The increase in international mobility greatly complicates the career trajectories of many scientists and engineers. From a research and policy perspective, it is important to understand the mobility of scientists and engineers who are foreign-born (whether they are educated in the United States or not), as well as those who are born in the United States but are educated abroad, work abroad, or both (Lin et al., 2009). Of particular interest are the stay rates for foreign students and their characteristics in terms of field of degree and type of job (Gupta et al., 2003).
As discussed in Chapter 2, the SDR recently expanded its coverage to include individuals who have earned a doctorate from an institution in the United States even if they moved abroad after graduating. While collecting data from individuals who live abroad represents a challenge from a survey operations perspective, and in particular in terms of response rates, it is now possible to conduct analyses of this population based on whether they were U.S. citizens or temporary visa holders at the time they graduated, as well as on whether their place of residence was in the United States or abroad when the survey was conducted. Researchers at Oak Ridge Associated Universities have been producing regular estimates of the stay rates of foreign recipients of U.S. doctorates since 2000 (Finn, 2010, 2012, 2014). Over the years they have relied on data from the Social Security Administration (SSA) to produce these estimates, but because of difficulties associated with obtaining the data from SSA, their most recent report relies more heavily on the SDR (Finn, 2014).
The National Survey of College Graduates (NSCG) collects data on the college-educated population residing in the United States at the time of the survey, including individuals who received their degrees from abroad. However, the data available on the NSCG sample are more limited than those collected through the Survey of Earned Doctorates (SED) and SDR, and respondents are not reinterviewed if they move abroad (see Chapter 4).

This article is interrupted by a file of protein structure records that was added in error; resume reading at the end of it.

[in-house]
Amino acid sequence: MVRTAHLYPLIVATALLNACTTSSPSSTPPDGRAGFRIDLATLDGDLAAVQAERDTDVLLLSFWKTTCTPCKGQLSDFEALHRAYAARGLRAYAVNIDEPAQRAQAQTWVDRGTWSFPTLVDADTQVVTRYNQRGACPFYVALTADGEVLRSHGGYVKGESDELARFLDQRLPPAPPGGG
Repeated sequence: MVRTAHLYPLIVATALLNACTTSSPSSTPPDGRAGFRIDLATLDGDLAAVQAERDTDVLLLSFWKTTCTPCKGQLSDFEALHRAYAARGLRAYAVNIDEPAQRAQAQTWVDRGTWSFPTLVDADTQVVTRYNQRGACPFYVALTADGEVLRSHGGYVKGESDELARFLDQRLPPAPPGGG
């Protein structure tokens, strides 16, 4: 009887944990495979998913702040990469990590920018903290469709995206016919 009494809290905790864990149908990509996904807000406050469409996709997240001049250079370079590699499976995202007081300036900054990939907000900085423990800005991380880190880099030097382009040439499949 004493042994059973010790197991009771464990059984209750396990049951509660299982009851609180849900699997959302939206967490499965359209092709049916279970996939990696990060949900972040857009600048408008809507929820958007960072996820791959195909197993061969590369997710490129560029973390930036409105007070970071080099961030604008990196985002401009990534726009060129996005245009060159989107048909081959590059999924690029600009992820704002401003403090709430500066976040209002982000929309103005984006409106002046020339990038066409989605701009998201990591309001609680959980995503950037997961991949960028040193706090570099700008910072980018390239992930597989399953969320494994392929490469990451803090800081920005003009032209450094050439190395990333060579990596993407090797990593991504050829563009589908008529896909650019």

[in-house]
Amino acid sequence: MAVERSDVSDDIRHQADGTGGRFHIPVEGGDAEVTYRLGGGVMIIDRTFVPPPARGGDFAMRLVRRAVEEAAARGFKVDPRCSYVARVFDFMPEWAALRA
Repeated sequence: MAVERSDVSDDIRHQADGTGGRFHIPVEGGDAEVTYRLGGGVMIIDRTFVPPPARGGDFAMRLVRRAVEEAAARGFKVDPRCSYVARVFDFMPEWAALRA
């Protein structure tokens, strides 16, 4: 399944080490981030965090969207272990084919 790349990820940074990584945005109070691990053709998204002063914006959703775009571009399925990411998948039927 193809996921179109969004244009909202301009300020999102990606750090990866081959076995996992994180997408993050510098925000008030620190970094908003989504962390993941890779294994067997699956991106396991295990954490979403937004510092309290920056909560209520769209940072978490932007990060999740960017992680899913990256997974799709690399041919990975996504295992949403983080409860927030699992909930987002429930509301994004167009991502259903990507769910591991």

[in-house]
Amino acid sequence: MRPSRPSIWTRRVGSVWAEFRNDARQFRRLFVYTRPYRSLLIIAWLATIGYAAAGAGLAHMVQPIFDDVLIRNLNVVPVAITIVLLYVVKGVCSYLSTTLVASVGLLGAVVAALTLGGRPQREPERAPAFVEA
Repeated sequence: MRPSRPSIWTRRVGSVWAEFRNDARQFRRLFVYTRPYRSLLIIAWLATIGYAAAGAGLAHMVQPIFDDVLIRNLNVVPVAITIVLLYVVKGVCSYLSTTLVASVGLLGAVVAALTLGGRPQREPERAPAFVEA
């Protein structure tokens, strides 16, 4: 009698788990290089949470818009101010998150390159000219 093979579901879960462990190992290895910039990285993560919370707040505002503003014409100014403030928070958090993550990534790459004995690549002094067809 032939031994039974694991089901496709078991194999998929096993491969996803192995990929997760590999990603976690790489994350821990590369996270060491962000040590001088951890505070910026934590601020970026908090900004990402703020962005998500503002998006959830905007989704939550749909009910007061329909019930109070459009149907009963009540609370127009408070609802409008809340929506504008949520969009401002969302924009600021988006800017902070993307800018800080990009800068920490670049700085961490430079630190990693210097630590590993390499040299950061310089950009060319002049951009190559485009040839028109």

Increasingly, members of the U.S. science and engineering workforce are people who have migrated from other countries to the United States after or in the midst of their education. NCSES has been working to identify
such individuals and follow them as it does scientists and engineers who are educated and/or begin their careers in the United States. NCSES needs to maintain and enhance its efforts in these directions.
In addition to more comprehensive coverage of scientists and engineers who are mobile across countries and the ability to examine some of the same questions about career pathways discussed above, policy makers and researchers would like to better understand trends that are unique to the internationally mobile population. People who immigrate or emigrate within multinational organizations are of particular interest. One of the main questions is related to the factors that influence a person’s decision about whether to remain in the United States or move abroad. This question is of interest not only nationally but also often from a local perspective. State and local governments frequently want to know what proportion of foreign students are remaining in the area where they graduate and why, especially in light of incentives by some countries (for example, China and India) to attract back doctorate recipients who studied abroad.